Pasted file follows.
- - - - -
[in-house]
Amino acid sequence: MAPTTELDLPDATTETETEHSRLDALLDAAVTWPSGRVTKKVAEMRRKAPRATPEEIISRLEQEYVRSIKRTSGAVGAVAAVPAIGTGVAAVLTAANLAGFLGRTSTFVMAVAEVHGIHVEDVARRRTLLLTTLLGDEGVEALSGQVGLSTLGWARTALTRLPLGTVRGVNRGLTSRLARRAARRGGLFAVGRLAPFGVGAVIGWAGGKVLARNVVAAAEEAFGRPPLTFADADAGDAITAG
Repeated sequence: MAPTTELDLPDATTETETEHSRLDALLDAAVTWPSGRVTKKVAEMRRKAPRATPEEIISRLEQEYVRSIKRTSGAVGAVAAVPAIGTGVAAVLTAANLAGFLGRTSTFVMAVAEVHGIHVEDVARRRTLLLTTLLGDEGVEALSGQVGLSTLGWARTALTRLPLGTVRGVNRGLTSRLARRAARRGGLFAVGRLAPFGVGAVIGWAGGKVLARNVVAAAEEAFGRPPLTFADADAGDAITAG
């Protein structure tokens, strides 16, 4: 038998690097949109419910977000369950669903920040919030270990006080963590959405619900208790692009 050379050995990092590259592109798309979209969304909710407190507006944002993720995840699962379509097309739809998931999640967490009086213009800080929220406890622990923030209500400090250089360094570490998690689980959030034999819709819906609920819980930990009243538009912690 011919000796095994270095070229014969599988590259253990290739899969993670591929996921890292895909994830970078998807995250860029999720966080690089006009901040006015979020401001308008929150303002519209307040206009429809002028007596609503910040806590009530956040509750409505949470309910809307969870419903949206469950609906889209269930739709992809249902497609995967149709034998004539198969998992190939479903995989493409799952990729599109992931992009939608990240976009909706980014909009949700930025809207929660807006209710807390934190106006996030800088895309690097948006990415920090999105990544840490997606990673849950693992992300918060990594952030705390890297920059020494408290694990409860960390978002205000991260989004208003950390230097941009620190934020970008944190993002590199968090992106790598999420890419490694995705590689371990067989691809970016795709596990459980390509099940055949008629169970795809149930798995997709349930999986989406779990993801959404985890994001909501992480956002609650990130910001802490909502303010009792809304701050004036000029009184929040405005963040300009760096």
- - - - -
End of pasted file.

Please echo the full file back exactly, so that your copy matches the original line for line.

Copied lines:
[in-house]
Amino acid sequence: MAPTTELDLPDATTETETEHSRLDALLDAAVTWPSGRVTKKVAEMRRKAPRATPEEIISRLEQEYVRSIKRTSGAVGAVAAVPAIGTGVAAVLTAANLAGFLGRTSTFVMAVAEVHGIHVEDVARRRTLLLTTLLGDEGVEALSGQVGLSTLGWARTALTRLPLGTVRGVNRGLTSRLARRAARRGGLFAVGRLAPFGVGAVIGWAGGKVLARNVVAAAEEAFGRPPLTFADADAGDAITAG
Repeated sequence: MAPTTELDLPDATTETETEHSRLDALLDAAVTWPSGRVTKKVAEMRRKAPRATPEEIISRLEQEYVRSIKRTSGAVGAVAAVPAIGTGVAAVLTAANLAGFLGRTSTFVMAVAEVHGIHVEDVARRRTLLLTTLLGDEGVEALSGQVGLSTLGWARTALTRLPLGTVRGVNRGLTSRLARRAARRGGLFAVGRLAPFGVGAVIGWAGGKVLARNVVAAAEEAFGRPPLTFADADAGDAITAG
């Protein structure tokens, strides 16, 4: 038998690097949109419910977000369950669903920040919030270990006080963590959405619900208790692009 050379050995990092590259592109798309979209969304909710407190507006944002993720995840699962379509097309739809998931999640967490009086213009800080929220406890622990923030209500400090250089360094570490998690689980959030034999819709819906609920819980930990009243538009912690 011919000796095994270095070229014969599988590259253990290739899969993670591929996921890292895909994830970078998807995250860029999720966080690089006009901040006015979020401001308008929150303002519209307040206009429809002028007596609503910040806590009530956040509750409505949470309910809307969870419903949206469950609906889209269930739709992809249902497609995967149709034998004539198969998992190939479903995989493409799952990729599109992931992009939608990240976009909706980014909009949700930025809207929660807006209710807390934190106006996030800088895309690097948006990415920090999105990544840490997606990673849950693992992300918060990594952030705390890297920059020494408290694990409860960390978002205000991260989004208003950390230097941009620190934020970008944190993002590199968090992106790598999420890419490694995705590689371990067989691809970016795709596990459980390509099940055949008629169970795809149930798995997709349930999986989406779990993801959404985890994001909501992480956002609650990130910001802490909502303010009792809304701050004036000029009184929040405005963040300009760096």